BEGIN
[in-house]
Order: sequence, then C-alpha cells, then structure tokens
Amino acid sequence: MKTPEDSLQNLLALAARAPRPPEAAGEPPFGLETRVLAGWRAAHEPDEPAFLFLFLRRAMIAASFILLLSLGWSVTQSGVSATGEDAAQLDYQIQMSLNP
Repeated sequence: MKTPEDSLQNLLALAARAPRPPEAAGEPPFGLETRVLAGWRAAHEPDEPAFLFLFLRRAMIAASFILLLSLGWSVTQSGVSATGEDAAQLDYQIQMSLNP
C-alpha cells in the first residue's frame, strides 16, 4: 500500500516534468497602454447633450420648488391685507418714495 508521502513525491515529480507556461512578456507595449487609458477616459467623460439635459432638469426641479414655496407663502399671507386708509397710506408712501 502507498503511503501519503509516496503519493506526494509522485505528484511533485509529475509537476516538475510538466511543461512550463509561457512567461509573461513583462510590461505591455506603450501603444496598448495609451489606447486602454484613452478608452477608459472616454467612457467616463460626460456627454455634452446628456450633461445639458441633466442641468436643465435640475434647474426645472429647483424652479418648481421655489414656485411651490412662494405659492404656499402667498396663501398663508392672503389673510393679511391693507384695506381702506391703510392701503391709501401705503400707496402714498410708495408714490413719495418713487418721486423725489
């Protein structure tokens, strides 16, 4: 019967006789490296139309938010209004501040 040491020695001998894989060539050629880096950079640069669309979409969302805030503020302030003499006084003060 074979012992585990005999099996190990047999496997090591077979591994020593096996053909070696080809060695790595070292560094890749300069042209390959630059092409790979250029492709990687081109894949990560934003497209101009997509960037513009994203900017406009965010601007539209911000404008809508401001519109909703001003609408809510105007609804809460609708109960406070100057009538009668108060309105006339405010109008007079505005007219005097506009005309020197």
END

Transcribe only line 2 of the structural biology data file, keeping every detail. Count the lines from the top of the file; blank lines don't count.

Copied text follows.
Order: sequence, then C-alpha cells, then structure tokens